Master of Science (MS)
Replica-Exchange (RE) methods represent a class of algorithms that involve a large number of loosely-coupled ensembles and are used to understand physical phenomena -- ranging from protein folding dynamics to binding affinity calculations. We develop a framework for RE that supports different replica pairing and coordination mechanisms, that can use a wide range of production cyberinfrastructure concurrently. Additionally, our framework uses a flexible pilot-job implementation, which enables effective resource allocation for multiple replicas. We characterize the performance of two different RE algorithms - synchronous and asynchronous - at unprecedented scales on production distributed infrastructure (Teragrid and LONI). The synchronous RE algorithm is implemented with a centralized master, while the asynchronous RE algorithm is implemented with both centralized and decentralized replica management schemes. We evaluate the performance of the different algorithms and implementations when we scale-up the number of replicas (up to 256) on a single machine and when we scale-out across 2 and 4 machines. Both the synchronous and asynchronous algorithms perform similarly when the number of replicas is small. But as the number of replicas increase, in the synchronous RE, the synchronization cost increases the total time to completion. In the centralized asynchronous RE, the cost of managing many replicas in a centralized manner increases the time to completion but not as much as in the synchronous RE. The decentralized asynchronous RE scales much better with increasing number of replicas. When scaled-out across many machines, the performance of synchronous RE depends on whether the machines are homogeneous or heterogeneous. A heterogeneous infrastructure means increased synchronization costs. We also run tests to see if one of the algorithms is better suited to achieve more crosswalks and temperature mixing -- better sampling.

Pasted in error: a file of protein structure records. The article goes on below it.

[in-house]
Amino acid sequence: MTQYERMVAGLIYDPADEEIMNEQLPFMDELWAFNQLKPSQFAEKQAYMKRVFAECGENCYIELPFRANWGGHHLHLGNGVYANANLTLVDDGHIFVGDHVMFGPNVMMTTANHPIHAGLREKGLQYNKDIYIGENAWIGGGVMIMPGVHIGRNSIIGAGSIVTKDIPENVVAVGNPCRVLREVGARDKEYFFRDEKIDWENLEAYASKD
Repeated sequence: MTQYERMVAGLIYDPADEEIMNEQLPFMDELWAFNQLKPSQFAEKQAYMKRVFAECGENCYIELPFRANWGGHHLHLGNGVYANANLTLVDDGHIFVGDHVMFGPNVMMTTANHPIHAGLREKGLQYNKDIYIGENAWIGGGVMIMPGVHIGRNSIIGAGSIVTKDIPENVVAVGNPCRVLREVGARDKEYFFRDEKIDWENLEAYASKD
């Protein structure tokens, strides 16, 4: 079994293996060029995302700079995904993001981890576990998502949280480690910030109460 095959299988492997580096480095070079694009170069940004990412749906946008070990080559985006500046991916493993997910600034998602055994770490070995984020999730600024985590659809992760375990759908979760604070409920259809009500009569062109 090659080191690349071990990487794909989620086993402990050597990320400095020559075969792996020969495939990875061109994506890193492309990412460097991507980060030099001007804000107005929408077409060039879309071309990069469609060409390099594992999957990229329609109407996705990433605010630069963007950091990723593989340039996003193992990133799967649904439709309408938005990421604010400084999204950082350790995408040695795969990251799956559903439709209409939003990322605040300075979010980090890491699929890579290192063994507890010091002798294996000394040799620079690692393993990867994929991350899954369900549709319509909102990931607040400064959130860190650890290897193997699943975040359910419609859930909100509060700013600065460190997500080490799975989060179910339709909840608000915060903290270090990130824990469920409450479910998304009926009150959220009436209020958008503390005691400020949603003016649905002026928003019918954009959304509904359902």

Document Availability at the Time of Submission
Release the entire work immediately for access worldwide.
Thota, Abhinav S., "Efficient replica-exchange across distributed production infrastructure" (2011). LSU Master's Theses. 1456.